When I was younger, I had made it a point not to visit those people who had more shoes in their houses than books. Similarly, I adored women who are comfortable in their own skin; and was turned off by those who are uncomfortable in their own shoes. And then I got married. I was slowly made to understand how a woman desires a new pair of shoes.
The female foot has been revered as an erotic incitement in many cultures. Small, narrow and soft; the features of a woman’s foot have been appreciated throughout history. For a thousand years in China, it was considered cultured and sexually attractive for a woman to have bound feet. Beyond weekly washing and perfuming, the feet were kept bound tightly at all times. With a few exceptions, until the Renaissance, women’s footwear was less interesting in the West because it was less visible under the longer garments worn. Except longer toes, platforms, and Chinese & Turkish embroideries over the next few centuries, nothing exciting was observed until the stiletto heel, paired with a sharp pointed toe, as the most aesthetically flattering shoe-style ever designed. In its reaction, a low-heeled, square boot came back into fashion in the mid-1960s, and the early 1970s saw the return of the platform and the sports-shoe phenomenon. Since then we have only seen on-off repetitive periods of these trends.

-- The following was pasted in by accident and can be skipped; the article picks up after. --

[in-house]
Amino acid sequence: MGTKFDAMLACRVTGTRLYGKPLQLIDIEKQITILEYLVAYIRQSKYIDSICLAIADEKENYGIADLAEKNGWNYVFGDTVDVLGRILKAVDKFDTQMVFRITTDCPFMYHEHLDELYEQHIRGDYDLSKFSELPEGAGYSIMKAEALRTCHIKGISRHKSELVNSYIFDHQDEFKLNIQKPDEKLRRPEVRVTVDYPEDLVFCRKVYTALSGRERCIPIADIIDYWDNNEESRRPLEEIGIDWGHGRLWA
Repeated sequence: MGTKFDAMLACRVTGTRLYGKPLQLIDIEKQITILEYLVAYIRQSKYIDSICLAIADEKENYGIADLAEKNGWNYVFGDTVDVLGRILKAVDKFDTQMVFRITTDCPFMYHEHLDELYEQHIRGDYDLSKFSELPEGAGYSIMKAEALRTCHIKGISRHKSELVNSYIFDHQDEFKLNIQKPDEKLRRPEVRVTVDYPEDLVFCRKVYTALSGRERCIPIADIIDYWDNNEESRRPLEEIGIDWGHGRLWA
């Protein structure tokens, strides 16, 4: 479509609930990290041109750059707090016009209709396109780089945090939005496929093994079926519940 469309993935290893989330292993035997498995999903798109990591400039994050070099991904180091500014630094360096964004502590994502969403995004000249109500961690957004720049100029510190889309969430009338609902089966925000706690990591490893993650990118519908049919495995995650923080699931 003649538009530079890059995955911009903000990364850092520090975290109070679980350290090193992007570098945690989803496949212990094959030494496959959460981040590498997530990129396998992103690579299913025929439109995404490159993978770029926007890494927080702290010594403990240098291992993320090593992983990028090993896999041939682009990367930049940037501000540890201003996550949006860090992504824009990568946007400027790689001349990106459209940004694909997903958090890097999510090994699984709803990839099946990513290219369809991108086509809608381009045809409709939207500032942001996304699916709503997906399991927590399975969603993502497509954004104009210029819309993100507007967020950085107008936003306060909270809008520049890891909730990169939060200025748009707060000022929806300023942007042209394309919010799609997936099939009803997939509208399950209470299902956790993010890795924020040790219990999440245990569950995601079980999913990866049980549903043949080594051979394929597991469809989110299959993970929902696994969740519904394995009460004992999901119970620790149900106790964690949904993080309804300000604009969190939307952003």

We would like to believe that life is not about the shoes, but about the people wearing them. However, it seems that for a good number of liberated women it is a case of true love with their shoes. It appears that finding a pair of shoes is like looking for a partner for them; they perceive themselves as the right or the left foot as couples when looking for a perfect match. Perhaps their shoes pin them to the world in such a way that they mediate between them and their environment. Such a fascination with shoes was popularized by film stars like Marilyn Monroe and Rita Hayworth; and has become an essential component of the modern woman’s wardrobe.